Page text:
Founder of Sapiens Media Coaching, business coach Marta Ceccato tells us more about her experiences, struggles and successes since moving to the UK. As a migrant who moved countries to begin a new life and career, I wanted to find out about her journey, how she dealt with challenges and why she pursued a career in digital marketing and consulting.
What was moving to a foreign country to begin your career like, and how did the struggles you experienced affect your career?
It was not what I had expected, especially because I had moved on my own and it was my first time in London. I had a degree and thought I spoke the language, so thought it would be easier for me to find a job. But when I got here, I realised my English wasn’t as good as I thought. It was quite hard to find an office job, so the first few months I was living with the money that I saved prior to coming to the UK. I then decided to take a job as a nanny – I was too ambitious to go back home, so I decided to stay and give it a go. While I was working as a nanny I also worked at McDonald’s, and both jobs allowed me to earn enough to sign up to an English school, improve English; I kept applying to jobs and then got my first customer service role. Unfortunately, I didn’t realise at the time, this role was based outside of London. Due to my naivety, I took the job not realising the money I was getting was even enough to cover a train ticket. So it has been quite tough.
I met a lot of people in my situation that helped me; I managed to build a network of people around me that were both sharing the same struggles but also the same aspirations, taking the same courses, and willing to help each other. For example, the first job I got was through a colleague at McDonald’s. Having a kind of family around you that supports you, there was such a strong bond in terms of what we wanted to achieve, that it was our motivation to push and support each other. When I was flat sharing, I lived with a lot of people who are still my friends today despite them not being in the UK.
What inspired you to move into the industry, and what do you aim to achieve with your business today?
It was by chance. I applied for a role in a small start-up that was acquired by Google. For somebody that spoke different languages and was keen to learn new things, I loved it. I also had a diploma in web design and web development, so my tech background helped a lot. It was early days for marketing and advertising. I loved the fact that it was fast-paced and there was always something new; I found it so challenging and interesting that I decided to carry on. I took a qualification in marketing, climbed up the career ladder and ended up working for some of the biggest brands. That’s how I got to do what I do now.
Today, I’m a social media and online marketing consultant and founder of Sapiens Media Coaching. I work mainly with small businesses, and I help them to harness the power of digital marketing through their business. If you want to reach and scale up the business, the best channel is through online marketing tools. So while you work on a smaller scale, at networking events or by word of mouth, if you want to go global, you need to work with channels that allow you to get this international reach. Having been in the industry for 15 years I have realised that big companies like Google and Facebook don’t have resources to dedicate to smaller businesses; generally smaller businesses have less money, skills and resources, meaning they invest less in marketing, or are too scared.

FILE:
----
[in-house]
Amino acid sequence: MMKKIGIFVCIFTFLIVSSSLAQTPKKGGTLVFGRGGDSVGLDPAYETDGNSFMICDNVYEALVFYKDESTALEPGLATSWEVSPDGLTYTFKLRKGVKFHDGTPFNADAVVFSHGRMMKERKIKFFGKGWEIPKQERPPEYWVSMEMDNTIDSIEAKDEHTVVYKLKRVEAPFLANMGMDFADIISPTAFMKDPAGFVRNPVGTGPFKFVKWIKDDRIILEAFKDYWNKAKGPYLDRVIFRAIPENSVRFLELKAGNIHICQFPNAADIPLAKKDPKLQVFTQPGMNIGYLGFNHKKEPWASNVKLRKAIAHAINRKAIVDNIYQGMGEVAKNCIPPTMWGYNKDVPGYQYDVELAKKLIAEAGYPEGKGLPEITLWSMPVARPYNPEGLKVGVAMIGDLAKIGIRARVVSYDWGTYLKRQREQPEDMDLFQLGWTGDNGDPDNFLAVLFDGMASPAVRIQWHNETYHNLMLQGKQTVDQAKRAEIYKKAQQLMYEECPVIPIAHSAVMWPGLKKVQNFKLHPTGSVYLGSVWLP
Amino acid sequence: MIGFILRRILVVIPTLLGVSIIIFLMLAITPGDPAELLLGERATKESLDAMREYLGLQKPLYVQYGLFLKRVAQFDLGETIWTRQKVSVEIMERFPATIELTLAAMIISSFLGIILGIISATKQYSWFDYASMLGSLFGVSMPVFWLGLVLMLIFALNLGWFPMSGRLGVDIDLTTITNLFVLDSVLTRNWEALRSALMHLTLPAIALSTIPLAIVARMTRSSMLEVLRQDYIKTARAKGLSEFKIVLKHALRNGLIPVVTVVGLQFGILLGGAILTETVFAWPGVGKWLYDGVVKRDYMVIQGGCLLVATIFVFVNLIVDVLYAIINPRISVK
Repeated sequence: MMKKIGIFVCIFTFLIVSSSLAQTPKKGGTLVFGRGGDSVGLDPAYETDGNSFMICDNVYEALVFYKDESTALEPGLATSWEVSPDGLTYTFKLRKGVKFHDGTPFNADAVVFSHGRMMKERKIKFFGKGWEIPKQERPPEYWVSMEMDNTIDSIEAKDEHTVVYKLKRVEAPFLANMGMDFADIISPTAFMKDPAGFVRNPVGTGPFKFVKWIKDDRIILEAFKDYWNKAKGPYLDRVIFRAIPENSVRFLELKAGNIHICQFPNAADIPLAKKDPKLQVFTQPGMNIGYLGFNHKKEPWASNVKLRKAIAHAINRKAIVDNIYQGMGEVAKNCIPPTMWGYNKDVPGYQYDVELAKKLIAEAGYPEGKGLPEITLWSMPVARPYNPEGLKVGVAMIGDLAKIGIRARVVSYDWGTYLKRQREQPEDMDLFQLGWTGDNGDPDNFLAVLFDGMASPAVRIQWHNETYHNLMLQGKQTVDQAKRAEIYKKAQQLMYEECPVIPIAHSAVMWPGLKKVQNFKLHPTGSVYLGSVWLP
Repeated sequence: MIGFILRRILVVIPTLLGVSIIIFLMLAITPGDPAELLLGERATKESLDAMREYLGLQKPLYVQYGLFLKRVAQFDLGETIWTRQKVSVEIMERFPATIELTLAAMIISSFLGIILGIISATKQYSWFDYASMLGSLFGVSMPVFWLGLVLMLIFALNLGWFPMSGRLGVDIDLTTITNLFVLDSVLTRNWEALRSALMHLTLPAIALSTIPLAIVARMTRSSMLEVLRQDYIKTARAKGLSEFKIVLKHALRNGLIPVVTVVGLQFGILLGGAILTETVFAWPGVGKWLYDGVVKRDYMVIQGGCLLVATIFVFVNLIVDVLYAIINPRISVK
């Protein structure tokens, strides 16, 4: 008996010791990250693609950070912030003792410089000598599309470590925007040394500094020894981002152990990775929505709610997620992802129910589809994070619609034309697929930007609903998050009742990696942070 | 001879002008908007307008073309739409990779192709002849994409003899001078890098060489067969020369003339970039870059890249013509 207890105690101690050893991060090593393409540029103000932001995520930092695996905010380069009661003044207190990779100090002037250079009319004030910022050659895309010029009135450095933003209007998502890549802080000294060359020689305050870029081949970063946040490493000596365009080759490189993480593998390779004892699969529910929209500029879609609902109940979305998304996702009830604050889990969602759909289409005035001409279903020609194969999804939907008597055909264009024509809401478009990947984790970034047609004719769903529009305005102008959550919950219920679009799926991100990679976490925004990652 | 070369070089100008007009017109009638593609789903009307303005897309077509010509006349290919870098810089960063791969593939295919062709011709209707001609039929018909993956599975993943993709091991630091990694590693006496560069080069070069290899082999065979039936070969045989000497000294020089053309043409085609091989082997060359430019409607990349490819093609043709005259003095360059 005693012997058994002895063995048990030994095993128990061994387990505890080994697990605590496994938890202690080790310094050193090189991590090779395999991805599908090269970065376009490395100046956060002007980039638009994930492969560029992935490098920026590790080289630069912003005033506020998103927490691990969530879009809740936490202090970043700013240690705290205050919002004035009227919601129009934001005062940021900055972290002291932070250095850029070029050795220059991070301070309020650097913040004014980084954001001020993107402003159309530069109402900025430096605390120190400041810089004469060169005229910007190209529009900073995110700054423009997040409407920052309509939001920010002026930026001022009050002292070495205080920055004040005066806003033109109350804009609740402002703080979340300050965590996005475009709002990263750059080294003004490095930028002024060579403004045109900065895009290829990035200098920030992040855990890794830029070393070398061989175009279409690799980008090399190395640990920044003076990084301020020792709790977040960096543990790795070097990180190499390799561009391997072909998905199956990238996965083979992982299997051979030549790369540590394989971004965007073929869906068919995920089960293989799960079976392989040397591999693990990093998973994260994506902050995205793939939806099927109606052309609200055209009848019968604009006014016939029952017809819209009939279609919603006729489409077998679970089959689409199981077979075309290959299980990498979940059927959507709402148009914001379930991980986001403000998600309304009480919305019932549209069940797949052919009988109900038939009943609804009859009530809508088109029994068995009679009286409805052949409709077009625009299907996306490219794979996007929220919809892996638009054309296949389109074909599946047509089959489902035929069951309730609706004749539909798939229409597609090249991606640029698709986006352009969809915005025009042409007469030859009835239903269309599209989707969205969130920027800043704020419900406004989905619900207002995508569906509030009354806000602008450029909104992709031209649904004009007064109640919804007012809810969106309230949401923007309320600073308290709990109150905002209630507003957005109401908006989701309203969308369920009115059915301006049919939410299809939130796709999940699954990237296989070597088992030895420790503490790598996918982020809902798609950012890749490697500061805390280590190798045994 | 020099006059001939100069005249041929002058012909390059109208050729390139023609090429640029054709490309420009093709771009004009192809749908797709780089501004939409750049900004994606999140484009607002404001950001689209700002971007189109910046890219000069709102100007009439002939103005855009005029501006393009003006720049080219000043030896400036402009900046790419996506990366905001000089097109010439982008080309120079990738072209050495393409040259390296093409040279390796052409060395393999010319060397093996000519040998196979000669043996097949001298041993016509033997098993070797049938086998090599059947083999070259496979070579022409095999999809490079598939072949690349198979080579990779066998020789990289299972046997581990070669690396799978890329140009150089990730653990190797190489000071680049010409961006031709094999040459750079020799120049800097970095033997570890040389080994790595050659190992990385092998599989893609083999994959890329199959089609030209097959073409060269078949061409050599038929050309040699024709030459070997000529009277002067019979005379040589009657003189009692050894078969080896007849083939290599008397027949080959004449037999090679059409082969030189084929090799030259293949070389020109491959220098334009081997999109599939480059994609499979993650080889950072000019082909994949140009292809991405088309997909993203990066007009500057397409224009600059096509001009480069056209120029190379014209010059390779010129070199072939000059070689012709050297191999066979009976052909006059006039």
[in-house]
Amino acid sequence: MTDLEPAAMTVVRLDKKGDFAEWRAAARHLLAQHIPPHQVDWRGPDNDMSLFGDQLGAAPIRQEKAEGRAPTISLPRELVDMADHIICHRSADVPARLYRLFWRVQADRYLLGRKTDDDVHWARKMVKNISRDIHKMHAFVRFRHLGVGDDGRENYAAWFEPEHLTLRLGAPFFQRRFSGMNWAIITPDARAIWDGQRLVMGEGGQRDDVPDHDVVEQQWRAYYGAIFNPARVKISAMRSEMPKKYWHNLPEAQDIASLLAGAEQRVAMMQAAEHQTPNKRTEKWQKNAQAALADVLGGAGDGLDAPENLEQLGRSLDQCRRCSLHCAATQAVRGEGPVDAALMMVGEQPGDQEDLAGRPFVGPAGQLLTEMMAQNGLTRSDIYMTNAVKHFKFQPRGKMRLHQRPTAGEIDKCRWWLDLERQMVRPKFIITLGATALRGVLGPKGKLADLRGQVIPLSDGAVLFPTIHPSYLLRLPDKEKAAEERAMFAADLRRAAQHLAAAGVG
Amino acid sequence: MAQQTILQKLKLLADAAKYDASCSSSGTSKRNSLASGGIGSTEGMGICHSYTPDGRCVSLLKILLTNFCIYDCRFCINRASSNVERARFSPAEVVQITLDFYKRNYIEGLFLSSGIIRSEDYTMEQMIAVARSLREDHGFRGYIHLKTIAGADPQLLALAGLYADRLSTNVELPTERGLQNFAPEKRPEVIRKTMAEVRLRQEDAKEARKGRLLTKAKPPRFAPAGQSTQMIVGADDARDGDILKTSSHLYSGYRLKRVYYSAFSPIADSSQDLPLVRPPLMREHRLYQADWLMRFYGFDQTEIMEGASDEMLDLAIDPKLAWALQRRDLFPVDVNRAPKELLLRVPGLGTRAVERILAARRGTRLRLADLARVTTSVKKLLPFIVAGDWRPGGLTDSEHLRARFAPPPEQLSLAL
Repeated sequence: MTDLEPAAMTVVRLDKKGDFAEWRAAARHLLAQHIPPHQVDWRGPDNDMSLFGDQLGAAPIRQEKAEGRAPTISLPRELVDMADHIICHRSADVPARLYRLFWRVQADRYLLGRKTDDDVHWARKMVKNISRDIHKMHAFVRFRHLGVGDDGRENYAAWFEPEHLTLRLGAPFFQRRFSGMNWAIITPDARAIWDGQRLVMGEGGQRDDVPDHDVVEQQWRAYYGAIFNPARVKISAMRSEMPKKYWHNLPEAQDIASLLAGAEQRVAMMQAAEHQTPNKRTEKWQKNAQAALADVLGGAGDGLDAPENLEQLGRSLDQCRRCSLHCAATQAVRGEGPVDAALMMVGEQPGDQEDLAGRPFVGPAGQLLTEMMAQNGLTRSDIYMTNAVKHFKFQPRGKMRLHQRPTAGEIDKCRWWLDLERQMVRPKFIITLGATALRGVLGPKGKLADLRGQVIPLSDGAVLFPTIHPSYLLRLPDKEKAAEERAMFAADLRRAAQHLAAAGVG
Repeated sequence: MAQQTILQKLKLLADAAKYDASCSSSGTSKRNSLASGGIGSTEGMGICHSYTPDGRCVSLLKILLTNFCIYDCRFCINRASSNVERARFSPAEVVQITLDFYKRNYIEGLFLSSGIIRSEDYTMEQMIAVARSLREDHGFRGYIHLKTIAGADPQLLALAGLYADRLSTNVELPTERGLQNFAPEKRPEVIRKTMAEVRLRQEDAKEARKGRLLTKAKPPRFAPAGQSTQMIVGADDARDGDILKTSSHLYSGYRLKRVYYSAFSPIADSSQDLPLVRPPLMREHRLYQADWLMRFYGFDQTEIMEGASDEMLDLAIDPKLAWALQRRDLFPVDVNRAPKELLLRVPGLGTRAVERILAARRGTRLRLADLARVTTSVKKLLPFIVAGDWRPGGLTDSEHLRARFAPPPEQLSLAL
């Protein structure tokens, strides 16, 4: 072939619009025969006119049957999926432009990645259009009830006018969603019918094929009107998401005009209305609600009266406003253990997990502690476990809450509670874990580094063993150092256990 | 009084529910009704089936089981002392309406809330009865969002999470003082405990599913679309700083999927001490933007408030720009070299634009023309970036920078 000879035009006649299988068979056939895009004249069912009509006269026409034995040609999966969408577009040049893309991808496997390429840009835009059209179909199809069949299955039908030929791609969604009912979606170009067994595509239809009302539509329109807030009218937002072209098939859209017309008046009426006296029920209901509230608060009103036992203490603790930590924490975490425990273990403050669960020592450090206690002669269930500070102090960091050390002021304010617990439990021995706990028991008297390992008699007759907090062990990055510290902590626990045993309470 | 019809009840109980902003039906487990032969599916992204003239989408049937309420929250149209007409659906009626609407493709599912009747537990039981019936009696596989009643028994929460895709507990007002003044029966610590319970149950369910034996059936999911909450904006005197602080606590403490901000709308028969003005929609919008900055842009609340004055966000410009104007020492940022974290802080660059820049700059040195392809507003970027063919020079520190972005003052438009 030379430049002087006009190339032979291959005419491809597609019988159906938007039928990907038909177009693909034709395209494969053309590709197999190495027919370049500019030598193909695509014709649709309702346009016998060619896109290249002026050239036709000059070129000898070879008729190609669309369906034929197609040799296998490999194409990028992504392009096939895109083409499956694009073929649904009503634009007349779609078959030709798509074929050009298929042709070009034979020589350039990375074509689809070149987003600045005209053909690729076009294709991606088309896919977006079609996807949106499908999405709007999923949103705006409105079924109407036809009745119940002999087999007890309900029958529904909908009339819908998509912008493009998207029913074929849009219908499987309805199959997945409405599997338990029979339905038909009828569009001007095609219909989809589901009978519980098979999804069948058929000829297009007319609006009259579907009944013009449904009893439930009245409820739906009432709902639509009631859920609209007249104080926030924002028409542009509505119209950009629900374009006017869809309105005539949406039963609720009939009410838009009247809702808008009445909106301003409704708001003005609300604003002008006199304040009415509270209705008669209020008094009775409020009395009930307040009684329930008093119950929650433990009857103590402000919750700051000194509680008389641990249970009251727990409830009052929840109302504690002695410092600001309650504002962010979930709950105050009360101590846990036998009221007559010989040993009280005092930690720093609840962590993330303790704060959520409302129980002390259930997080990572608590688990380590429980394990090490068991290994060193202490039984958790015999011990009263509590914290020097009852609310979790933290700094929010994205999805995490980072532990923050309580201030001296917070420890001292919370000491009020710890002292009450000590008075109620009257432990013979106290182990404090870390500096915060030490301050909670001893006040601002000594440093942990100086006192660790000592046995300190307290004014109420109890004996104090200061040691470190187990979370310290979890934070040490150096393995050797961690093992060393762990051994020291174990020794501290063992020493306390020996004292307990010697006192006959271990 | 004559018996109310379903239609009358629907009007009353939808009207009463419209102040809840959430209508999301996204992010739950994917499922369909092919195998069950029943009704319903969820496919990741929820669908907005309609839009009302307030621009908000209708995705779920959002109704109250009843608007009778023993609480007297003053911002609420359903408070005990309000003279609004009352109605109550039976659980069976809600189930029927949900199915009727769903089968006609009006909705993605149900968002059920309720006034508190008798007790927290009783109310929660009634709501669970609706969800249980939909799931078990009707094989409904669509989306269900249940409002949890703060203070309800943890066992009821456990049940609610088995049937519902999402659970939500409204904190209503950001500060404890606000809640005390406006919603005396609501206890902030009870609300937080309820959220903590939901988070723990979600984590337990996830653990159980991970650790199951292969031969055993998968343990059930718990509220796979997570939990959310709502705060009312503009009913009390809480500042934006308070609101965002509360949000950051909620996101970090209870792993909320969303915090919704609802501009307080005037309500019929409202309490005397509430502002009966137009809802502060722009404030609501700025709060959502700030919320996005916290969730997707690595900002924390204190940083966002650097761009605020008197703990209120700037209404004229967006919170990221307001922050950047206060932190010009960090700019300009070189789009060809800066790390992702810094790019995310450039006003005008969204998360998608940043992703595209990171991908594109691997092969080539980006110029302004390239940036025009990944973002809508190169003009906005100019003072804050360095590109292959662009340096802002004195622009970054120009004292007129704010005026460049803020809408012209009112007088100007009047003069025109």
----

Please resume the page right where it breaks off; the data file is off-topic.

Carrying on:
So really, that motivated me to use my knowledge and expertise to help those smaller businesses succeed and feeling more confident in having a marketing budget, investing more, and making informed decisions whenever they outsource or look at ways to drive results.
What is a piece of advice that you would give to other entrepreneurs?
The saying perfectionism kills success is something I empathise with and suffer with myself. You always try to do everything perfectly and have everything in line – when you start up a business especially, you want to give the best impression. But if you always wait for all your social media posts to be ready, or your site to be live, you’ll never get to do everything, so sometimes you have to compromise on that. If it’s not perfect, next time it will be perfect – but at least you put yourself out there, doing something to get yourself and your business known.
What are your plans for the future, professionally and personally?
Professionally I intend to grow the business, to have a small team of people working with me, and I would like to start delivering some in-person training. On the personal side, I guess again just to grow my business and be happy. My goal is to have the flexibility where I don’t have to work 24/7, to get to a point where I can take time off. I love doing charity work, so ideally I would like to get to a point where in my week I can decide that I would like to dedicate that to charity work.
For example, I currently work with companies that help homeless people to come up with a business and marketing strategy. I’m also a STEM ambassador, advocating in schools to kids who are considering taking on STEM subjects. They are really important subjects for the economy in the UK. Sometimes the kids lack direction of guidance from their family or teachers, so they may be reluctant to learn more. It helps to have someone like me who has been in the industry, and tech background, who can respond to their questions, encouraging them to take on a new career.
More information can be found on the Sapiens Media Coaching Instagram page.
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